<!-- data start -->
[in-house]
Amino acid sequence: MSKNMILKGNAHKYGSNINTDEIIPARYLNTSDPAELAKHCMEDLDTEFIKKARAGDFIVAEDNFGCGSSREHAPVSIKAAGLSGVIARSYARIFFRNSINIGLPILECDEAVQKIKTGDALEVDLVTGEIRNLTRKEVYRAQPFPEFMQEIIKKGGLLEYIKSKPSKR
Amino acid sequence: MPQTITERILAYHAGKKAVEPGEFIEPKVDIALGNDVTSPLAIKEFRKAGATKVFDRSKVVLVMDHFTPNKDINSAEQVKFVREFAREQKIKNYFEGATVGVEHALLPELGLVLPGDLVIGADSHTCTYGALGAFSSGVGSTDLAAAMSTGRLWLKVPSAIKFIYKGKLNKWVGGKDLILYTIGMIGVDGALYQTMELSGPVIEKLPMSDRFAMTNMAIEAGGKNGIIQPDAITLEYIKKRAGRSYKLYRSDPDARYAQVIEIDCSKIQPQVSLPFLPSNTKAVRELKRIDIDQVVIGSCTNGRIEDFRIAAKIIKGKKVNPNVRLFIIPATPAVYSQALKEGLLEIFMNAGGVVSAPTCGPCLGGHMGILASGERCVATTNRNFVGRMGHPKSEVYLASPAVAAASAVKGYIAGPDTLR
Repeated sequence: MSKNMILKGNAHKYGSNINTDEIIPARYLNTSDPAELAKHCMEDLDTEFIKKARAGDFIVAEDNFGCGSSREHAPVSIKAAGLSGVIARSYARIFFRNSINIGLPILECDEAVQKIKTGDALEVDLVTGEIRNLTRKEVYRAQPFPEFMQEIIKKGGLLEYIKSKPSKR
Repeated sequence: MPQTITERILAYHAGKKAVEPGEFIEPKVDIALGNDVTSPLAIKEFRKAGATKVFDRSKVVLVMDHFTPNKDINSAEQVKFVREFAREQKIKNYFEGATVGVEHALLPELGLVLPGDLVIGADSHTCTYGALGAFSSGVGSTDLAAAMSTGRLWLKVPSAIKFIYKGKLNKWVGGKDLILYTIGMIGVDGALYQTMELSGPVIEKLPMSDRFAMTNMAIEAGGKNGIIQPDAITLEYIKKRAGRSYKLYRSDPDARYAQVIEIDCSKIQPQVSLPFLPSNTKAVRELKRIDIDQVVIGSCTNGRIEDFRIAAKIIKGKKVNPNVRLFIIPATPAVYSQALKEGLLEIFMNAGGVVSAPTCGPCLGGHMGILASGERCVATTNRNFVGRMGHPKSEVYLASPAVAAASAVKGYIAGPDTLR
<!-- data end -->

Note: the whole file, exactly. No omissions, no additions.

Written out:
[in-house]
Amino acid sequence: MSKNMILKGNAHKYGSNINTDEIIPARYLNTSDPAELAKHCMEDLDTEFIKKARAGDFIVAEDNFGCGSSREHAPVSIKAAGLSGVIARSYARIFFRNSINIGLPILECDEAVQKIKTGDALEVDLVTGEIRNLTRKEVYRAQPFPEFMQEIIKKGGLLEYIKSKPSKR
Amino acid sequence: MPQTITERILAYHAGKKAVEPGEFIEPKVDIALGNDVTSPLAIKEFRKAGATKVFDRSKVVLVMDHFTPNKDINSAEQVKFVREFAREQKIKNYFEGATVGVEHALLPELGLVLPGDLVIGADSHTCTYGALGAFSSGVGSTDLAAAMSTGRLWLKVPSAIKFIYKGKLNKWVGGKDLILYTIGMIGVDGALYQTMELSGPVIEKLPMSDRFAMTNMAIEAGGKNGIIQPDAITLEYIKKRAGRSYKLYRSDPDARYAQVIEIDCSKIQPQVSLPFLPSNTKAVRELKRIDIDQVVIGSCTNGRIEDFRIAAKIIKGKKVNPNVRLFIIPATPAVYSQALKEGLLEIFMNAGGVVSAPTCGPCLGGHMGILASGERCVATTNRNFVGRMGHPKSEVYLASPAVAAASAVKGYIAGPDTLR
Repeated sequence: MSKNMILKGNAHKYGSNINTDEIIPARYLNTSDPAELAKHCMEDLDTEFIKKARAGDFIVAEDNFGCGSSREHAPVSIKAAGLSGVIARSYARIFFRNSINIGLPILECDEAVQKIKTGDALEVDLVTGEIRNLTRKEVYRAQPFPEFMQEIIKKGGLLEYIKSKPSKR
Repeated sequence: MPQTITERILAYHAGKKAVEPGEFIEPKVDIALGNDVTSPLAIKEFRKAGATKVFDRSKVVLVMDHFTPNKDINSAEQVKFVREFAREQKIKNYFEGATVGVEHALLPELGLVLPGDLVIGADSHTCTYGALGAFSSGVGSTDLAAAMSTGRLWLKVPSAIKFIYKGKLNKWVGGKDLILYTIGMIGVDGALYQTMELSGPVIEKLPMSDRFAMTNMAIEAGGKNGIIQPDAITLEYIKKRAGRSYKLYRSDPDARYAQVIEIDCSKIQPQVSLPFLPSNTKAVRELKRIDIDQVVIGSCTNGRIEDFRIAAKIIKGKKVNPNVRLFIIPATPAVYSQALKEGLLEIFMNAGGVVSAPTCGPCLGGHMGILASGERCVATTNRNFVGRMGHPKSEVYLASPAVAAASAVKGYIAGPDTLR